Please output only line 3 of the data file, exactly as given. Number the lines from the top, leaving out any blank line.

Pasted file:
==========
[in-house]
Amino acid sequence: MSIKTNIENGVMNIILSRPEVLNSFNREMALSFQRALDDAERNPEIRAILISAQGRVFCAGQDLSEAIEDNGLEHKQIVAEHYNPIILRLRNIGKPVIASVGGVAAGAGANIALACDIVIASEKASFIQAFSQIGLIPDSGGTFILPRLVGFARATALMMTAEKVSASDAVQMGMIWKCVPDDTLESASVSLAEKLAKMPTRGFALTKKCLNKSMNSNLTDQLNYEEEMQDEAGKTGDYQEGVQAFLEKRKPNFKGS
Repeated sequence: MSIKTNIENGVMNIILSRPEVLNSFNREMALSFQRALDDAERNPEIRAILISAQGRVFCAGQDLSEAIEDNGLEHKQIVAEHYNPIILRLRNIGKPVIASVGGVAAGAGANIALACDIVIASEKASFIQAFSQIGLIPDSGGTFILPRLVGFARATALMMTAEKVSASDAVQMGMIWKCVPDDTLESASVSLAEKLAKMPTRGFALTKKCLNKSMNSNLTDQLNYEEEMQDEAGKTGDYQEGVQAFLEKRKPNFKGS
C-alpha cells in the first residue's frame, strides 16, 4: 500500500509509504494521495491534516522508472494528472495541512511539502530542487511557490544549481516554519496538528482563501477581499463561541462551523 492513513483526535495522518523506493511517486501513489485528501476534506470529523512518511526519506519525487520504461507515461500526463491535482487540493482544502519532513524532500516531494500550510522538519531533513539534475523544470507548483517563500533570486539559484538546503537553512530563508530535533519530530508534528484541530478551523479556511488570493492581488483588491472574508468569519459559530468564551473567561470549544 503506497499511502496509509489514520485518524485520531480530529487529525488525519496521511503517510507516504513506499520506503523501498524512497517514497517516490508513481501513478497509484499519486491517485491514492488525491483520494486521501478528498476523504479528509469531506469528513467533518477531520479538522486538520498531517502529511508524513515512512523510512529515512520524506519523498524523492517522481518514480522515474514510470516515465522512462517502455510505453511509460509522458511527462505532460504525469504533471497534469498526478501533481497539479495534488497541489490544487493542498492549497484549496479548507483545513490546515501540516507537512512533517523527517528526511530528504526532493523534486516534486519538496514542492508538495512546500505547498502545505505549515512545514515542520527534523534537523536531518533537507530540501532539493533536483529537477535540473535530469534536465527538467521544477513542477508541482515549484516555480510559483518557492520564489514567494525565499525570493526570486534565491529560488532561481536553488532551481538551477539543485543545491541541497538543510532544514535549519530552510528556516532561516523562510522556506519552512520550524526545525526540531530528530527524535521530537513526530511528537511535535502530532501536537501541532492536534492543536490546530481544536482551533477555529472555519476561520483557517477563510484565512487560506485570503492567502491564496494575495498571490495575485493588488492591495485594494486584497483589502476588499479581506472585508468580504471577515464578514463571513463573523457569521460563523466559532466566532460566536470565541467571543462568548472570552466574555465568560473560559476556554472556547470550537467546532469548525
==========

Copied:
Repeated sequence: MSIKTNIENGVMNIILSRPEVLNSFNREMALSFQRALDDAERNPEIRAILISAQGRVFCAGQDLSEAIEDNGLEHKQIVAEHYNPIILRLRNIGKPVIASVGGVAAGAGANIALACDIVIASEKASFIQAFSQIGLIPDSGGTFILPRLVGFARATALMMTAEKVSASDAVQMGMIWKCVPDDTLESASVSLAEKLAKMPTRGFALTKKCLNKSMNSNLTDQLNYEEEMQDEAGKTGDYQEGVQAFLEKRKPNFKGS